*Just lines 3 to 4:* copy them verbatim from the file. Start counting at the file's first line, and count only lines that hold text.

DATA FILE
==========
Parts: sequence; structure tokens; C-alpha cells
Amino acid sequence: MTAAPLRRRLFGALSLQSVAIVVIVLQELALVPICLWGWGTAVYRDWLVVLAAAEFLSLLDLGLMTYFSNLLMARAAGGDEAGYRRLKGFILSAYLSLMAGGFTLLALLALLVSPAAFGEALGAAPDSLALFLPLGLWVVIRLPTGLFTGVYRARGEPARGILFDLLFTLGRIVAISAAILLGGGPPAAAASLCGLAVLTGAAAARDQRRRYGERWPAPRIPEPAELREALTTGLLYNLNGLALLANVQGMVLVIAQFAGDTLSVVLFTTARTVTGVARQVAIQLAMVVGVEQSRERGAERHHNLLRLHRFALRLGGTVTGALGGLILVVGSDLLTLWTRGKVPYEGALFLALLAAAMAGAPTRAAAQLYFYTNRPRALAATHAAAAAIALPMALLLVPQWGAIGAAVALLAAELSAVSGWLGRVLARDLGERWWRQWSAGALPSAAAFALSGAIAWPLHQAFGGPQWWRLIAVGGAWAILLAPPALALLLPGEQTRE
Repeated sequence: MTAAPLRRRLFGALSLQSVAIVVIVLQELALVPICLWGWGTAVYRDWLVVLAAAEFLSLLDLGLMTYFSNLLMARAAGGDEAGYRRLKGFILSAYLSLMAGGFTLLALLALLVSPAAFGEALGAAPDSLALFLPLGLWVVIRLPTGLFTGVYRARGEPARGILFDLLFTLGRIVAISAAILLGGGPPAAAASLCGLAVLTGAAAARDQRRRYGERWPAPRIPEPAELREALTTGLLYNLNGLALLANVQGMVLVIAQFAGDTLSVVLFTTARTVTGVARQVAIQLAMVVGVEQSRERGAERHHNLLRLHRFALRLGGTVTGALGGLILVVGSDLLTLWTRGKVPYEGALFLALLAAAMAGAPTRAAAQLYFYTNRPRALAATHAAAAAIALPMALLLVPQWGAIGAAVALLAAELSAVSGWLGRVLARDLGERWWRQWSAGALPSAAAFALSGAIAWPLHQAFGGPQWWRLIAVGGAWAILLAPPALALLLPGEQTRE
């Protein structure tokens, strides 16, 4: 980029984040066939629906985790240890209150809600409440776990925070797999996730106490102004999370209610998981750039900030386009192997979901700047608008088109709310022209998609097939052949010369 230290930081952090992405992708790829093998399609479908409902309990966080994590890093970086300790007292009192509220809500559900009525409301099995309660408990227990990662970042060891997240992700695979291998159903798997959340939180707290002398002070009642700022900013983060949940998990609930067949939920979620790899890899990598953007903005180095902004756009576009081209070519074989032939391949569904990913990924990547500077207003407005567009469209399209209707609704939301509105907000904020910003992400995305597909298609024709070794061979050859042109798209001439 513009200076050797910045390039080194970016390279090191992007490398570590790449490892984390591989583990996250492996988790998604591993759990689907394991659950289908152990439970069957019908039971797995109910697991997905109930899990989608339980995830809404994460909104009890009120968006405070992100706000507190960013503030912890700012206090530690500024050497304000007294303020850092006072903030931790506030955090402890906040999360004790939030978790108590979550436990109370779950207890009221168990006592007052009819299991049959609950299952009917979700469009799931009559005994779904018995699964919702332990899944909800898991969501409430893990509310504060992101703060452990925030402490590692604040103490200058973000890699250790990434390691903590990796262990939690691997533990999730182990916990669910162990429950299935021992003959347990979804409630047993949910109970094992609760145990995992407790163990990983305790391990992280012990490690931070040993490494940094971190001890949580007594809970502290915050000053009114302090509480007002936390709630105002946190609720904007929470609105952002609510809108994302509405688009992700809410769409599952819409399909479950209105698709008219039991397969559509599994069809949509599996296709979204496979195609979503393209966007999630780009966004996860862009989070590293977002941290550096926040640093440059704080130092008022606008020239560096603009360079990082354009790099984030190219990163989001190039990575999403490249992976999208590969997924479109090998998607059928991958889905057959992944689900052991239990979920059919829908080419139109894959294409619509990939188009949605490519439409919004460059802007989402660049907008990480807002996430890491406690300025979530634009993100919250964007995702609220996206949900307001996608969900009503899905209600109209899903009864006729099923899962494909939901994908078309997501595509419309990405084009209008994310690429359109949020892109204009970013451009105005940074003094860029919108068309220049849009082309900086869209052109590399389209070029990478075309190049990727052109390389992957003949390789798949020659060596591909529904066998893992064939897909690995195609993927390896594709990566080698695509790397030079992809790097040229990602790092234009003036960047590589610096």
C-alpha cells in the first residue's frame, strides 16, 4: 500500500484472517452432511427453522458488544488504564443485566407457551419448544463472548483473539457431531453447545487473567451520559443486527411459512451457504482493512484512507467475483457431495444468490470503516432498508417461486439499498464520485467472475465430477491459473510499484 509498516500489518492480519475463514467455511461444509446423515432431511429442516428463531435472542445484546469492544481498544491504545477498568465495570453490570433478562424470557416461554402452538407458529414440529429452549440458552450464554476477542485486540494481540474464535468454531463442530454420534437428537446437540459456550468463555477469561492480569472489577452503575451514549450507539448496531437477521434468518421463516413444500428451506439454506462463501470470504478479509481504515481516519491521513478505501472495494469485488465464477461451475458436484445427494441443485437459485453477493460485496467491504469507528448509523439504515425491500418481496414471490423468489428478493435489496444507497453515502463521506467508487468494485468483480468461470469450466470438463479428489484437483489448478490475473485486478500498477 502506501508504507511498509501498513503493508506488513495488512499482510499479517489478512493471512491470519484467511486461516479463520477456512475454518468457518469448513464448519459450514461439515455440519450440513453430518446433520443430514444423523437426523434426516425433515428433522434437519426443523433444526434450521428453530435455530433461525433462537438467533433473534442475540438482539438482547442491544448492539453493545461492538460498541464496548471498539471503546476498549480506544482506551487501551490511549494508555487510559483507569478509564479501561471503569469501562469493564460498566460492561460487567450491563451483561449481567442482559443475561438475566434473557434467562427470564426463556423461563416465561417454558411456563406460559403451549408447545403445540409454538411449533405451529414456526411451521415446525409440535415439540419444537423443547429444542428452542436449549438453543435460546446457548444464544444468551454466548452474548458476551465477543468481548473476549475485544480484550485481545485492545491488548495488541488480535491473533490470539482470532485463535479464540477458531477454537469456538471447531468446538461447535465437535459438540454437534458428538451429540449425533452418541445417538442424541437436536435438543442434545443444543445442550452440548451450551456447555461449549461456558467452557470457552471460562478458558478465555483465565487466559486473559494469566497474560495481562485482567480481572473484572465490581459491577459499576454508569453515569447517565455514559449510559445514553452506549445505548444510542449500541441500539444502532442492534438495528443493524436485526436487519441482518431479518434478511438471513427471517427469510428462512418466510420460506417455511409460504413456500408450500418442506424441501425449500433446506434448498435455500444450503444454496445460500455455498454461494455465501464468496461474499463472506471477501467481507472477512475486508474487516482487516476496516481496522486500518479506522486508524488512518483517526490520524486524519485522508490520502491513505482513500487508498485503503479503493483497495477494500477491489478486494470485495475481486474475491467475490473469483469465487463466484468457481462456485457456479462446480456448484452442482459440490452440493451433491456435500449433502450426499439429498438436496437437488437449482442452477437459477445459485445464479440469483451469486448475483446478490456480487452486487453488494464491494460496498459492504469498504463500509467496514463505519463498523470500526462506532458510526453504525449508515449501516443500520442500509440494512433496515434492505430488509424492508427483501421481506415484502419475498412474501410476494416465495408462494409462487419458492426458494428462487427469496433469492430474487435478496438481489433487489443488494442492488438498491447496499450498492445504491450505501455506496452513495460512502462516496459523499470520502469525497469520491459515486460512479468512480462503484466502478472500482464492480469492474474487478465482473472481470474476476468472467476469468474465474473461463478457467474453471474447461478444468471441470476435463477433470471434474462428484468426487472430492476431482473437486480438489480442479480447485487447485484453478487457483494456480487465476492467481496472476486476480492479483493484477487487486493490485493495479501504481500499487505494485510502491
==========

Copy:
Repeated sequence: MTAAPLRRRLFGALSLQSVAIVVIVLQELALVPICLWGWGTAVYRDWLVVLAAAEFLSLLDLGLMTYFSNLLMARAAGGDEAGYRRLKGFILSAYLSLMAGGFTLLALLALLVSPAAFGEALGAAPDSLALFLPLGLWVVIRLPTGLFTGVYRARGEPARGILFDLLFTLGRIVAISAAILLGGGPPAAAASLCGLAVLTGAAAARDQRRRYGERWPAPRIPEPAELREALTTGLLYNLNGLALLANVQGMVLVIAQFAGDTLSVVLFTTARTVTGVARQVAIQLAMVVGVEQSRERGAERHHNLLRLHRFALRLGGTVTGALGGLILVVGSDLLTLWTRGKVPYEGALFLALLAAAMAGAPTRAAAQLYFYTNRPRALAATHAAAAAIALPMALLLVPQWGAIGAAVALLAAELSAVSGWLGRVLARDLGERWWRQWSAGALPSAAAFALSGAIAWPLHQAFGGPQWWRLIAVGGAWAILLAPPALALLLPGEQTRE
């Protein structure tokens, strides 16, 4: 980029984040066939629906985790240890209150809600409440776990925070797999996730106490102004999370209610998981750039900030386009192997979901700047608008088109709310022209998609097939052949010369 230290930081952090992405992708790829093998399609479908409902309990966080994590890093970086300790007292009192509220809500559900009525409301099995309660408990227990990662970042060891997240992700695979291998159903798997959340939180707290002398002070009642700022900013983060949940998990609930067949939920979620790899890899990598953007903005180095902004756009576009081209070519074989032939391949569904990913990924990547500077207003407005567009469209399209209707609704939301509105907000904020910003992400995305597909298609024709070794061979050859042109798209001439 513009200076050797910045390039080194970016390279090191992007490398570590790449490892984390591989583990996250492996988790998604591993759990689907394991659950289908152990439970069957019908039971797995109910697991997905109930899990989608339980995830809404994460909104009890009120968006405070992100706000507190960013503030912890700012206090530690500024050497304000007294303020850092006072903030931790506030955090402890906040999360004790939030978790108590979550436990109370779950207890009221168990006592007052009819299991049959609950299952009917979700469009799931009559005994779904018995699964919702332990899944909800898991969501409430893990509310504060992101703060452990925030402490590692604040103490200058973000890699250790990434390691903590990796262990939690691997533990999730182990916990669910162990429950299935021992003959347990979804409630047993949910109970094992609760145990995992407790163990990983305790391990992280012990490690931070040993490494940094971190001890949580007594809970502290915050000053009114302090509480007002936390709630105002946190609720904007929470609105952002609510809108994302509405688009992700809410769409599952819409399909479950209105698709008219039991397969559509599994069809949509599996296709979204496979195609979503393209966007999630780009966004996860862009989070590293977002941290550096926040640093440059704080130092008022606008020239560096603009360079990082354009790099984030190219990163989001190039990575999403490249992976999208590969997924479109090998998607059928991958889905057959992944689900052991239990979920059919829908080419139109894959294409619509990939188009949605490519439409919004460059802007989402660049907008990480807002996430890491406690300025979530634009993100919250964007995702609220996206949900307001996608969900009503899905209600109209899903009864006729099923899962494909939901994908078309997501595509419309990405084009209008994310690429359109949020892109204009970013451009105005940074003094860029919108068309220049849009082309900086869209052109590399389209070029990478075309190049990727052109390389992957003949390789798949020659060596591909529904066998893992064939897909690995195609993927390896594709990566080698695509790397030079992809790097040229990602790092234009003036960047590589610096």